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The Quiet American (2002)

DVD Cover (Miramax)
Director:
Phillip Noyce Phillip Noyce
Starring:
Michael Caine Michael Caine
Brendan Fraser Brendan Fraser
Thi Hai Yen Do Thi Hai Yen Do
Rade Serbedzija Rade Serbedzija
Tzi Ma Tzi Ma

7.0 / 10 - Overall Rating

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Genres: Drama, Period Film, Political Drama, Political Thriller, Thriller
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Review by bluemeanie
Added: June 11, 2005
FINALLY! After weeks and weeks of tying to score a preview of this film, I finally landed one. And, the wait was certainly worth it. Here is yet another addition to my list of the year's favorites, forcing earlier films that I loved so much, like "Signs" and "Changing Lanes" out of contention at all. This film is based on the work by the great Graham Greene and is as much a masterpiece as "The Bridge on the River Kwai" or "Apocalypse Now". That very bold statement out there, I shall descend into the chunk of my review.

Michael Caine (in his best performance to date) stars as Thomas Fowler, a British reporter living in Vietnam in the early 1950's. When he is summoned back home, he is reluctant to leave because he has fallen in love with a local woman named Phuong (Do Thi Hai Yen), and has grown to love the people of Vietnam. He wants to marry her, but cannot, because his wife will not grant him a divorce. One day, however, their lives change when a young American named Alden Pyle (Brendan Fraser in his best performance to date) arrives. He claims to be in Vietnam on a medical mission, and quickly falls in love with Phuong. Thus, Pyle and Fowler begin their war for the heart of the young woman. Eventually, Fowler discovers that Pyle may not be who he claims. Then comes the murder plot, but I won't get any further into that right now. Now, the basics, in a very straight forward fashion...

WHAT I LIKED: Just about everything. Michael Caine and Brendan Fraser are brilliant. It was exceptionally nice to see Fraser stray from his usual goofy characters and go back to the same kind of thing that made his performance in "Gods and Monsters" so exhilarating. He has the talent, he just has to use it more often. The cinematography was excellent. This is as beautifully filmed as "The Bridge on the River Kwai" and "A Passage to India", and made me wonder if David Lean had not directed this, instead of Phillip Noyce. I also thought the triangle between Caine, Fraser, and Yen, was well developed and filled with incredible tension and romance. Michael Caine may be getting older, but he is only getting better.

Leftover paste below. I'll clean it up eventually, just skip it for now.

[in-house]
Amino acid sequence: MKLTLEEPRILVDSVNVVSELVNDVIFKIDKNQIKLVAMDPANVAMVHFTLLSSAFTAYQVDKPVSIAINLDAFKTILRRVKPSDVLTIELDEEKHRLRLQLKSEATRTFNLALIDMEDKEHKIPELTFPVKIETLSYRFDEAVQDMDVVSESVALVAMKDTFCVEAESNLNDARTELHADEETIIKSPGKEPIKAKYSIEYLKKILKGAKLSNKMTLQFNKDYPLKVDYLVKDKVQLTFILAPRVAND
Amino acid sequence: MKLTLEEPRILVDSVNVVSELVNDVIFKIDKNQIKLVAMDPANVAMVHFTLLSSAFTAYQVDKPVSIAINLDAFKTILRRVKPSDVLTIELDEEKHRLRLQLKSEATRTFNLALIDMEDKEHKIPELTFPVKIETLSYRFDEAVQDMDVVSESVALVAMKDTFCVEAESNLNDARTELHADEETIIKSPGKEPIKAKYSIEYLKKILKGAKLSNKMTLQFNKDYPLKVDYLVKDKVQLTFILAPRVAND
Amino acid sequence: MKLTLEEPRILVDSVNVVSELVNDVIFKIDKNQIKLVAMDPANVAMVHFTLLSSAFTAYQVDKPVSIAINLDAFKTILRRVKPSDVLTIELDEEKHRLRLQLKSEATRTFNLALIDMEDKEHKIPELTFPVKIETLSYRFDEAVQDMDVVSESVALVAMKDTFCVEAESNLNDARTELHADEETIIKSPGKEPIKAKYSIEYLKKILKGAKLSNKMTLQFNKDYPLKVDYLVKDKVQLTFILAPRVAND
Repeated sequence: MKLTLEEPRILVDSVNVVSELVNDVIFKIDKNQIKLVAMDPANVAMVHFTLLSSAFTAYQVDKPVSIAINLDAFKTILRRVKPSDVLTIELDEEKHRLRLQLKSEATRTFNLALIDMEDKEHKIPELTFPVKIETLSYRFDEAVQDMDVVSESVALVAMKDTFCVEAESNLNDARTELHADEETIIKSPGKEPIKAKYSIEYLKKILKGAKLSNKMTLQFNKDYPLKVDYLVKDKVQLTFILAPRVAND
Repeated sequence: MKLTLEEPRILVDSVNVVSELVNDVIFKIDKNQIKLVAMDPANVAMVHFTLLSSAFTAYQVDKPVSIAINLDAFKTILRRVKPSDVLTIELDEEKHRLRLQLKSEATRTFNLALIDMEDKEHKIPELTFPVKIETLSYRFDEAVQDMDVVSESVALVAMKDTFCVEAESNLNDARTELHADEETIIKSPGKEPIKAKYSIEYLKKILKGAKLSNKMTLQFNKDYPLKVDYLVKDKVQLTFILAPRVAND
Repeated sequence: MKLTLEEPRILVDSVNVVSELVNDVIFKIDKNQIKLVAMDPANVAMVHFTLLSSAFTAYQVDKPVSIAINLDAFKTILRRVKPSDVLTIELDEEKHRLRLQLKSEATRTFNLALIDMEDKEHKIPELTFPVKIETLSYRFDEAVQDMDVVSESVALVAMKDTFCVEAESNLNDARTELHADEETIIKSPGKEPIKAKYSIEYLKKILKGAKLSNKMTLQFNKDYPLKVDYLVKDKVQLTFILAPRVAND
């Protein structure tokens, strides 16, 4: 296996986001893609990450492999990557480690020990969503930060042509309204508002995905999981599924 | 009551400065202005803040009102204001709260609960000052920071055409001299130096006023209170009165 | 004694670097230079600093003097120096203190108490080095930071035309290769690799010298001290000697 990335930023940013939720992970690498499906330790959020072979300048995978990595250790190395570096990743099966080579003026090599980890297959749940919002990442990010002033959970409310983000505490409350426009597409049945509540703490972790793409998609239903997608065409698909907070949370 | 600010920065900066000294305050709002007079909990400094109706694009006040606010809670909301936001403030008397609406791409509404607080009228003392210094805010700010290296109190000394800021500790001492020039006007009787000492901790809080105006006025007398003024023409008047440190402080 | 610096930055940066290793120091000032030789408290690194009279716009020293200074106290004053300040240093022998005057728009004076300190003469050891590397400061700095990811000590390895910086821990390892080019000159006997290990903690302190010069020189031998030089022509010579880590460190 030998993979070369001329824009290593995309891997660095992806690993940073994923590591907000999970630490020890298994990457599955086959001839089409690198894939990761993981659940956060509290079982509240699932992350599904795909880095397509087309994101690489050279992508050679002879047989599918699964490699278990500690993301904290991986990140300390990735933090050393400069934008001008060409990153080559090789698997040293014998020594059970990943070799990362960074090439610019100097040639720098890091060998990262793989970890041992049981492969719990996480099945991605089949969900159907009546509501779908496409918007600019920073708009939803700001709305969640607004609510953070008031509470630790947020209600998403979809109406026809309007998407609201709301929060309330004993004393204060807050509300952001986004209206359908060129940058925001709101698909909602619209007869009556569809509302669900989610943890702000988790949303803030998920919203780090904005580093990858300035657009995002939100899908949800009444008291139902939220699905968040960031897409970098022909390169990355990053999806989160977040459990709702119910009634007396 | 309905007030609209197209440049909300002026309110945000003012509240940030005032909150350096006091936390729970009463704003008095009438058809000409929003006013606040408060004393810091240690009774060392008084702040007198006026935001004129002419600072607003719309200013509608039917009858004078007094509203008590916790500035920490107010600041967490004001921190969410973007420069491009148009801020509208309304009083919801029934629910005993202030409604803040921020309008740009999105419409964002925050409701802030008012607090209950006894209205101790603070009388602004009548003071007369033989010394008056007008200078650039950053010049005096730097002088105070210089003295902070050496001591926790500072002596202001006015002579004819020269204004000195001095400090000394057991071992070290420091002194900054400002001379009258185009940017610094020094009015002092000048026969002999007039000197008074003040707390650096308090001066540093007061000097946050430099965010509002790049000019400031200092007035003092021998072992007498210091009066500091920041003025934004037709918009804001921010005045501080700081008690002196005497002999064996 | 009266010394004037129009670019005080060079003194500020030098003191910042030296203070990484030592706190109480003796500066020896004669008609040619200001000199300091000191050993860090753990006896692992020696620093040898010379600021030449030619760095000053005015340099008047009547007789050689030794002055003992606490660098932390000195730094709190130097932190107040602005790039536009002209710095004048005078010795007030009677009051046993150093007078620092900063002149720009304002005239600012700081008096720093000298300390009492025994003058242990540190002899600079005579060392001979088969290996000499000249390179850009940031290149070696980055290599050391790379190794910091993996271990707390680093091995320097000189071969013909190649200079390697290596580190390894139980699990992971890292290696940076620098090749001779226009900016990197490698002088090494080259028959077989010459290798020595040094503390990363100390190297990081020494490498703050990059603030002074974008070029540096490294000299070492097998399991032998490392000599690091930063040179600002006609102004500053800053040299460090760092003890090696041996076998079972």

WHAT I DISLIKED: First off, let me say that, though I had some problems with the film, they were not nearly enough to make me give this anything less than a four pop review. SPOILER: In the first 10 minutes, we see Pyle dead. We know who won the fight for Phuong's heart. What we don't know is what role Fowler played in the death of the 'quiet American'. I thought this was maybe not the best thing to do. It took away a considerable amount of suspense, but there was still plenty to go around. I also thought that Phuong's character was poorly developed. For a majority of the film, she just sits there and looks pretty. She is given little with which to excel and I think this might have been one of the best films of the decade if her character had been more involved.

"The Quiet American" will not top my end of the year list, as "About Schmidt" was too miraculous, but it will certainly make the Top 10. I can say that because the year is almost over. Michael Caine will most certainly be nominated for an Oscar (he has already been nominated for a Golden Globe) and could potentially win it. He has received many accolades for his performance and they are all well deserved. Director Phillip Noyce has crafted a brilliant film in the tradition of the great David Lean. He also deserves recognition in the field of directing. I encourage everyone out there who has the slightest passion about cinema to try and find this film in a nearby theatre. It is worth the financial burden, I assure you. Tell them I sent you. You won't get a discount, but it will make me feel better. 10/10.
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